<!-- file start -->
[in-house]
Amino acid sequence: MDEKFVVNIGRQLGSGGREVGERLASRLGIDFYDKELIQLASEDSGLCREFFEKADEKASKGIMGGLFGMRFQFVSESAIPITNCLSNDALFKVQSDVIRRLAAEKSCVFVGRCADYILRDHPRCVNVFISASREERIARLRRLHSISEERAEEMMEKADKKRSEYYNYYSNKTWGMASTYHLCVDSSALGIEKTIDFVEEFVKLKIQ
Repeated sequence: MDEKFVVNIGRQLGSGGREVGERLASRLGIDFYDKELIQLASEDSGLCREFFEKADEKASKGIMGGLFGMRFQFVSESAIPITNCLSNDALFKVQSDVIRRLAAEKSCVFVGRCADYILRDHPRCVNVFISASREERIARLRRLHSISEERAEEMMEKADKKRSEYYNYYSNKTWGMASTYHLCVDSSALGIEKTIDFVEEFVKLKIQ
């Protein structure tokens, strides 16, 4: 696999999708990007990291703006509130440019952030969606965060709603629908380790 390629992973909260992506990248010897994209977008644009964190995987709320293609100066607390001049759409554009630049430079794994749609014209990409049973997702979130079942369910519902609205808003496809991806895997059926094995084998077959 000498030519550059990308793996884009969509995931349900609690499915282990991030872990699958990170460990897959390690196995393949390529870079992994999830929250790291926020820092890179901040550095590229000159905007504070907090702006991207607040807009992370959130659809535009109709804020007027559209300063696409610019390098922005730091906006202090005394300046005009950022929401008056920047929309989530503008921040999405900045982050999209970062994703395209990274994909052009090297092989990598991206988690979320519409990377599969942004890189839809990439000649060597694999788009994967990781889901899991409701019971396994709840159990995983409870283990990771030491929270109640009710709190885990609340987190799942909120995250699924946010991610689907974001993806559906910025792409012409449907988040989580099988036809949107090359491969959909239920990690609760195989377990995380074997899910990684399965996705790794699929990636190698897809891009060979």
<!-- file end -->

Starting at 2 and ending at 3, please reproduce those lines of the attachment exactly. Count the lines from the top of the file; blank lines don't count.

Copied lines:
Amino acid sequence: MDEKFVVNIGRQLGSGGREVGERLASRLGIDFYDKELIQLASEDSGLCREFFEKADEKASKGIMGGLFGMRFQFVSESAIPITNCLSNDALFKVQSDVIRRLAAEKSCVFVGRCADYILRDHPRCVNVFISASREERIARLRRLHSISEERAEEMMEKADKKRSEYYNYYSNKTWGMASTYHLCVDSSALGIEKTIDFVEEFVKLKIQ
Repeated sequence: MDEKFVVNIGRQLGSGGREVGERLASRLGIDFYDKELIQLASEDSGLCREFFEKADEKASKGIMGGLFGMRFQFVSESAIPITNCLSNDALFKVQSDVIRRLAAEKSCVFVGRCADYILRDHPRCVNVFISASREERIARLRRLHSISEERAEEMMEKADKKRSEYYNYYSNKTWGMASTYHLCVDSSALGIEKTIDFVEEFVKLKIQ